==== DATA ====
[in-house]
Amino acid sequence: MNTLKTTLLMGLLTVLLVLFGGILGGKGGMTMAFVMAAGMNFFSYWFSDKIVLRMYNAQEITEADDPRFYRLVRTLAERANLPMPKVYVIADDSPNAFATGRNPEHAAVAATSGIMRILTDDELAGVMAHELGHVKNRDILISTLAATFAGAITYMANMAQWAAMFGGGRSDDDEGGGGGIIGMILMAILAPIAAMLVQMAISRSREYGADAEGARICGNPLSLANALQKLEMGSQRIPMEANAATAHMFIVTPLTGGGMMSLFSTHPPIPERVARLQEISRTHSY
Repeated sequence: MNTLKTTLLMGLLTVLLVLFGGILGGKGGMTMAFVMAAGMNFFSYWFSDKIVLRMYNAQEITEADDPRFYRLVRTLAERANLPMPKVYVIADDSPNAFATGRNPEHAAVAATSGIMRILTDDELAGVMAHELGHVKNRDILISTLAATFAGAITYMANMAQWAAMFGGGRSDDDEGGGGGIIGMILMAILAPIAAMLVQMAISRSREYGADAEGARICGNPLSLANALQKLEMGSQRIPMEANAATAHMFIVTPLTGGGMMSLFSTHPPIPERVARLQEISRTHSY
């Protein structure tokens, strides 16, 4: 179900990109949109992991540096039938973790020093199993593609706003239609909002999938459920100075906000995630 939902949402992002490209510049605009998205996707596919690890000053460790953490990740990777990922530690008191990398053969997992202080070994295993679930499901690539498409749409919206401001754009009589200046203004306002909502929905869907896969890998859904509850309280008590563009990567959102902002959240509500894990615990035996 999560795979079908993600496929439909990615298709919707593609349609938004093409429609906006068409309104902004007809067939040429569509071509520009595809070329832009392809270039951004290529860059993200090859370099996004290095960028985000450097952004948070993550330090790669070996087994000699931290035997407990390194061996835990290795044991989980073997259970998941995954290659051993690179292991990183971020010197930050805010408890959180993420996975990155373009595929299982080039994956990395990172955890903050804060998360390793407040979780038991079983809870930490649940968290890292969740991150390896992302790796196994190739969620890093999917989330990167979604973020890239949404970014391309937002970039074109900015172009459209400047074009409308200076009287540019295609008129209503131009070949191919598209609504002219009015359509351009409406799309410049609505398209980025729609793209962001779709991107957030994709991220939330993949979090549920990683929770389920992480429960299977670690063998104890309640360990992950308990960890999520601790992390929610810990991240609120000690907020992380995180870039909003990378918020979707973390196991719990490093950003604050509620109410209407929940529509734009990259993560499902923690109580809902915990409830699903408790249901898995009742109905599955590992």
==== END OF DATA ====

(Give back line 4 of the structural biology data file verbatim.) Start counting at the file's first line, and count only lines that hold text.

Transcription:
């Protein structure tokens, strides 16, 4: 179900990109949109992991540096039938973790020093199993593609706003239609909002999938459920100075906000995630 939902949402992002490209510049605009998205996707596919690890000053460790953490990740990777990922530690008191990398053969997992202080070994295993679930499901690539498409749409919206401001754009009589200046203004306002909502929905869907896969890998859904509850309280008590563009990567959102902002959240509500894990615990035996 999560795979079908993600496929439909990615298709919707593609349609938004093409429609906006068409309104902004007809067939040429569509071509520009595809070329832009392809270039951004290529860059993200090859370099996004290095960028985000450097952004948070993550330090790669070996087994000699931290035997407990390194061996835990290795044991989980073997259970998941995954290659051993690179292991990183971020010197930050805010408890959180993420996975990155373009595929299982080039994956990395990172955890903050804060998360390793407040979780038991079983809870930490649940968290890292969740991150390896992302790796196994190739969620890093999917989330990167979604973020890239949404970014391309937002970039074109900015172009459209400047074009409308200076009287540019295609008129209503131009070949191919598209609504002219009015359509351009409406799309410049609505398209980025729609793209962001779709991107957030994709991220939330993949979090549920990683929770389920992480429960299977670690063998104890309640360990992950308990960890999520601790992390929610810990991240609120000690907020992380995180870039909003990378918020979707973390196991719990490093950003604050509620109410209407929940529509734009990259993560499902923690109580809902915990409830699903408790249901898995009742109905599955590992």